A team of enterprising students is sending a message on sustainable living by setting up residence in a net-zero house in Dubai.
The eco champions, from universities in Dubai, Palestine and France, helped to design the 100 per cent solar-powered property, known as BaityKool.
It is designed to cope with the hot desert climate, using the power of the sun to cut energy use as part of a mission to save the planet.
Built in 2018, the innovative home won third place in the Solar Decathlon Middle East, a contest that challenges student teams to design and build sustainable homes.
Recently, the home was dismantled and reassembled at its new base in Sustainable City in Dubai and the very students that helped bring the concept to life are now residents.
“We have students like myself living in the house so we can experience what it is like to live in a truly sustainable home,” said Axel Bule, a mechanical engineering student from the University of Bordeaux who helped to design and construct BaityKool.
Living the green dream
“Our mission is to bring forward our recommendations on how to improve the project for future use.
“Myself and my classmate Noemie Jaupart arrived in Dubai on June 11 and we will be living in the house until the end of August before new students arrive to take over the residence.
“During our time here we have to evaluate the comfort of the home and the systems in it, such as the water filtration and the aquaponics, where we grow produce.”
More than one month into his stay, Mr Bule said the list of recommendations so far includes keeping windows, doors and blinds closed as much as possible “to reduce the solar radiation inside the house”, improve thermal insulation and exterior air inlets and create air movement inside the house using portable fans.
He said temperatures inside the property in the daytime can reach about 26ºC, which can be uncomfortable at times.
Pressing need to boost sustainability
The environmental case for more sustainable living is clear.
As the world’s demand for energy increases, homes are one of the biggest culprits when it comes to energy waste.
In the UK, more than 20 per cent of the country’s carbon emissions come from homes.
Old appliances, setting thermostats too high or low and leaving lights on are all habits that contribute to energy waste.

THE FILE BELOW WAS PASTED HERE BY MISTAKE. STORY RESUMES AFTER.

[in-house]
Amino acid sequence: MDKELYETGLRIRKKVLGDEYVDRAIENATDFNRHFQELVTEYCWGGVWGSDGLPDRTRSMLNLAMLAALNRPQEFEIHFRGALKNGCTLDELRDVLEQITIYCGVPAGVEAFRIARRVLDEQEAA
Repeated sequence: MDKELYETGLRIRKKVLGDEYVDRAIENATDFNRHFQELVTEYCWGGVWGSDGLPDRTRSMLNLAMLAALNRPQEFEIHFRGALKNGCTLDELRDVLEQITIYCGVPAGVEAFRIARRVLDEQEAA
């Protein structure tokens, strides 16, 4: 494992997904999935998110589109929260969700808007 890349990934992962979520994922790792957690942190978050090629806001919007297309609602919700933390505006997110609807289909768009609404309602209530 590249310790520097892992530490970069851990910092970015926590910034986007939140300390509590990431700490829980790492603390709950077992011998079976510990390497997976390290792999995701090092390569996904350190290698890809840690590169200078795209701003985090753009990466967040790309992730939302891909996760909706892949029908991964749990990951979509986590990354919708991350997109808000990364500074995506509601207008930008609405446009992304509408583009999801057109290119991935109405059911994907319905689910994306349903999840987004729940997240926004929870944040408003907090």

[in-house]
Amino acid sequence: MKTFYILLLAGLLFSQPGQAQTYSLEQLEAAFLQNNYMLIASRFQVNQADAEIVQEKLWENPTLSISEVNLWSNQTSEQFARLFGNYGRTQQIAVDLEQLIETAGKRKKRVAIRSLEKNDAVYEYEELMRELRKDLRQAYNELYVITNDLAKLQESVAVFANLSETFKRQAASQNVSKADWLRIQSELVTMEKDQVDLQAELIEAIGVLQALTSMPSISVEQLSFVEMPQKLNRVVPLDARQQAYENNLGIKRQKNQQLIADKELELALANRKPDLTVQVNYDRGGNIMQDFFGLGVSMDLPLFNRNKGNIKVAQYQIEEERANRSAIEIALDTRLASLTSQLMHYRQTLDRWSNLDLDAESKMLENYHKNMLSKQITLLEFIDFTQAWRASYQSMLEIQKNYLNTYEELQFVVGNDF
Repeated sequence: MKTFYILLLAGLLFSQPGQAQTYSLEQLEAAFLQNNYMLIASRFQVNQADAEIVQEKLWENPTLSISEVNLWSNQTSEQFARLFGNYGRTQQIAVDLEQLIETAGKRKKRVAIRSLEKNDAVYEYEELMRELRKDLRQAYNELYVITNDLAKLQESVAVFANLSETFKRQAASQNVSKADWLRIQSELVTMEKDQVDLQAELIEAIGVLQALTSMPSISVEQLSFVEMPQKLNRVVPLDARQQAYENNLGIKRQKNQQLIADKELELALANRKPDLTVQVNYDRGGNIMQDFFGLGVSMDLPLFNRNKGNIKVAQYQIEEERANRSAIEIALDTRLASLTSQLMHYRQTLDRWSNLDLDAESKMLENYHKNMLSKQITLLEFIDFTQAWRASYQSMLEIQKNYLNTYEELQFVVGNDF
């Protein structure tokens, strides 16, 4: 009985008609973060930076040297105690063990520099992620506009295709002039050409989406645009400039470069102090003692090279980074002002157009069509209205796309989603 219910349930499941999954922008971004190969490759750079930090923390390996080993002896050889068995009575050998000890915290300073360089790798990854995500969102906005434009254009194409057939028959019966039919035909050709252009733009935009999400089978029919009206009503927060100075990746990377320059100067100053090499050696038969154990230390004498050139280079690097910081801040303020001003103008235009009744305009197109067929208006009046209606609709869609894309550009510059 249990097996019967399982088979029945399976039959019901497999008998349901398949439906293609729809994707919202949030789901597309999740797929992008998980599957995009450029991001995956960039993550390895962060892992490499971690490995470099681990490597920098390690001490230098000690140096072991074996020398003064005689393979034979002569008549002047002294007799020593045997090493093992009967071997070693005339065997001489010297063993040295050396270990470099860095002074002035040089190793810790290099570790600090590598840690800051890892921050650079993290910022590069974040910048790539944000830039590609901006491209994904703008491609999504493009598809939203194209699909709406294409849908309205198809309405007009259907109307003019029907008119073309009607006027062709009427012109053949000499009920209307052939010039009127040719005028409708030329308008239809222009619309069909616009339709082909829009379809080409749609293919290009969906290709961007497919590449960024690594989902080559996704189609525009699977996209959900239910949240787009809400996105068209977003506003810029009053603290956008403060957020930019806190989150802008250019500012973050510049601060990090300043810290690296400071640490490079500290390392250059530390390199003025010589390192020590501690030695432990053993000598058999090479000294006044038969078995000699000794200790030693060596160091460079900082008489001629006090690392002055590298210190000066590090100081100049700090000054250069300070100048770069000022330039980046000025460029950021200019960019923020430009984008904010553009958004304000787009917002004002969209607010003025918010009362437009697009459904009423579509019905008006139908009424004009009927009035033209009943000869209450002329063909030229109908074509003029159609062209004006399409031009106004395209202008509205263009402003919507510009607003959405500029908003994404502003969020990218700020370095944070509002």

But by coupling design and technology improvements, household emissions can be significantly reduced, saving on bills and reducing harmful effects on the environment.
Smart by design
To achieve net zero, BaityKool was designed to reduce heat gains and cooling demand and was equipped with 8KWp of photovoltaic panels.
The house also has a wastewater recycling system, where water used in showers and washing up is filtered using lumbrifiltration and bio solar purification methods to kill bacteria.
The water is then reused for other uses in the house, such as watering plants.
The house, made from natural clay bricks, is also adaptable to humidity. The communal area is around a central courtyard, modelled on the ancient ways of life that help to generate air flow.
Inside the house, a vertical aquarium aquaponics wall has been created to grow vegetables including tomatoes, lettuce, eggplant and herbs using recycled water.
“In the future features like that could be used to harvest between 10 per cent and 20 per cent of a small family’s food produce,” said Vidya Mohanan, a civil engineering lecturer at Amity University in Dubai, who has been overseeing the project.
“We rotate students living in the house so they can understand the behaviour of it and understand how they need to change their habits to live more sustainably.
“Dubai has a hot and humid climate so to provide comfort in our prototype, while acting efficiently and ecologically, the team developed the Radiative Sky Cooling system, which is the property’s main thermal innovation.”
Baitykool was reassembled in The Sustainable City on a 20 metre by 20 metre plot and its built-up area is 90 square metres.
Salah Habib, chief executive of Diamond Developers in TSC, said it will be hosting the property in the city for three years.
“During this time the innovative technologies used in the infrastructure of BaityKool will be tested and monitored, and the team will be working closely with our engineers and researchers on different research projects on homes within our development,” he said.
“The whole project uses modern technology and generational knowledge to make the most energy efficient dwelling in the arid desert climates.
“The students living on site also host educational tours for visitors and residents in The Sustainable City.”
The project chimes with the country’s broader energy and emissions goals.